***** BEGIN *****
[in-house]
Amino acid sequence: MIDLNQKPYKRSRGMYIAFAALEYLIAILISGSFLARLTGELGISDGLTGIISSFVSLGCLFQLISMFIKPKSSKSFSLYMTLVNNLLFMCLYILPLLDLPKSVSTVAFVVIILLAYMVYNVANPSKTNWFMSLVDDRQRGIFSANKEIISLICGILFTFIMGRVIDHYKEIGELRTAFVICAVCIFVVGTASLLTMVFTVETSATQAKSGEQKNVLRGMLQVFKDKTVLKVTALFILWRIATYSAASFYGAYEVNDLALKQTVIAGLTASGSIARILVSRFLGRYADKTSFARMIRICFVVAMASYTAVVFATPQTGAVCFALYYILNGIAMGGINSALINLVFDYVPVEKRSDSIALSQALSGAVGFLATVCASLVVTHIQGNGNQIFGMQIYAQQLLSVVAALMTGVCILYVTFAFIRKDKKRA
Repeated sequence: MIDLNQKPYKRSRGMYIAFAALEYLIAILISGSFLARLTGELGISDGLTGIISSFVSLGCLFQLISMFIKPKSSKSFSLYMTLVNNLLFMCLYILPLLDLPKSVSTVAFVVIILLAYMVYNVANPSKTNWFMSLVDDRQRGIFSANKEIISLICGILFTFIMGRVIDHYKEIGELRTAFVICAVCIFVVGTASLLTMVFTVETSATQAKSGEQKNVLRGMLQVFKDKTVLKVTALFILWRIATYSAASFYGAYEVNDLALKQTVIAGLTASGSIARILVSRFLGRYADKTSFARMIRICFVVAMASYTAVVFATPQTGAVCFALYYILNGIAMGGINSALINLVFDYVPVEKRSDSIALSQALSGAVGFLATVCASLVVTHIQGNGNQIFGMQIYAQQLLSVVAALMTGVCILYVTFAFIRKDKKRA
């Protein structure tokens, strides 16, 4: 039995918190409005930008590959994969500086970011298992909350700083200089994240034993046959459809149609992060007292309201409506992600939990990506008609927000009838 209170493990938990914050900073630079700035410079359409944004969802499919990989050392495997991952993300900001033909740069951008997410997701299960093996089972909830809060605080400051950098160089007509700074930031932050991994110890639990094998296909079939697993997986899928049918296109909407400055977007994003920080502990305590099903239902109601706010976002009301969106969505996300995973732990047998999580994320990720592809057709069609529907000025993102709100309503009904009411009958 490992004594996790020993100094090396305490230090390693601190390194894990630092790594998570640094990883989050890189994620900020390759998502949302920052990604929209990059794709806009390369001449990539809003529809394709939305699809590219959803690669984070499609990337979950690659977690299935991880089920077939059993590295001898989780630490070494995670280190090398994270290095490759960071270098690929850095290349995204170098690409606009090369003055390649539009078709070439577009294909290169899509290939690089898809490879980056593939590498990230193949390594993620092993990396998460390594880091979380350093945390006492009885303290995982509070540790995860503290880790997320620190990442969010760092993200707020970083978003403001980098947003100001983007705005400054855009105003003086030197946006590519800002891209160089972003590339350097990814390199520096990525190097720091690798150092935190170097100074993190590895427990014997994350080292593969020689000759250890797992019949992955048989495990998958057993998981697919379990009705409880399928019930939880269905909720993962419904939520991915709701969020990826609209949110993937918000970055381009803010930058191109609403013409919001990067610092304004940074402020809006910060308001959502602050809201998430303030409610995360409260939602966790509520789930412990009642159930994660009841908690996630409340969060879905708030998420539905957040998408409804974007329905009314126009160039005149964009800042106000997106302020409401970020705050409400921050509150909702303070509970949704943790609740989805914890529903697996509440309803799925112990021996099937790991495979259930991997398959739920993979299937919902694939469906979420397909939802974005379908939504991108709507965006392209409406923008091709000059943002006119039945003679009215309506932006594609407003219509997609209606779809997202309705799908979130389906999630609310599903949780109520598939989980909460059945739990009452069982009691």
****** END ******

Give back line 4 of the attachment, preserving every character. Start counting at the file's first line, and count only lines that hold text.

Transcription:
């Protein structure tokens, strides 16, 4: 039995918190409005930008590959994969500086970011298992909350700083200089994240034993046959459809149609992060007292309201409506992600939990990506008609927000009838 209170493990938990914050900073630079700035410079359409944004969802499919990989050392495997991952993300900001033909740069951008997410997701299960093996089972909830809060605080400051950098160089007509700074930031932050991994110890639990094998296909079939697993997986899928049918296109909407400055977007994003920080502990305590099903239902109601706010976002009301969106969505996300995973732990047998999580994320990720592809057709069609529907000025993102709100309503009904009411009958 490992004594996790020993100094090396305490230090390693601190390194894990630092790594998570640094990883989050890189994620900020390759998502949302920052990604929209990059794709806009390369001449990539809003529809394709939305699809590219959803690669984070499609990337979950690659977690299935991880089920077939059993590295001898989780630490070494995670280190090398994270290095490759960071270098690929850095290349995204170098690409606009090369003055390649539009078709070439577009294909290169899509290939690089898809490879980056593939590498990230193949390594993620092993990396998460390594880091979380350093945390006492009885303290995982509070540790995860503290880790997320620190990442969010760092993200707020970083978003403001980098947003100001983007705005400054855009105003003086030197946006590519800002891209160089972003590339350097990814390199520096990525190097720091690798150092935190170097100074993190590895427990014997994350080292593969020689000759250890797992019949992955048989495990998958057993998981697919379990009705409880399928019930939880269905909720993962419904939520991915709701969020990826609209949110993937918000970055381009803010930058191109609403013409919001990067610092304004940074402020809006910060308001959502602050809201998430303030409610995360409260939602966790509520789930412990009642159930994660009841908690996630409340969060879905708030998420539905957040998408409804974007329905009314126009160039005149964009800042106000997106302020409401970020705050409400921050509150909702303070509970949704943790609740989805914890529903697996509440309803799925112990021996099937790991495979259930991997398959739920993979299937919902694939469906979420397909939802974005379908939504991108709507965006392209409406923008091709000059943002006119039945003679009215309506932006594609407003219509997609209606779809997202309705799908979130389906999630609310599903949780109520598939989980909460059945739990009452069982009691």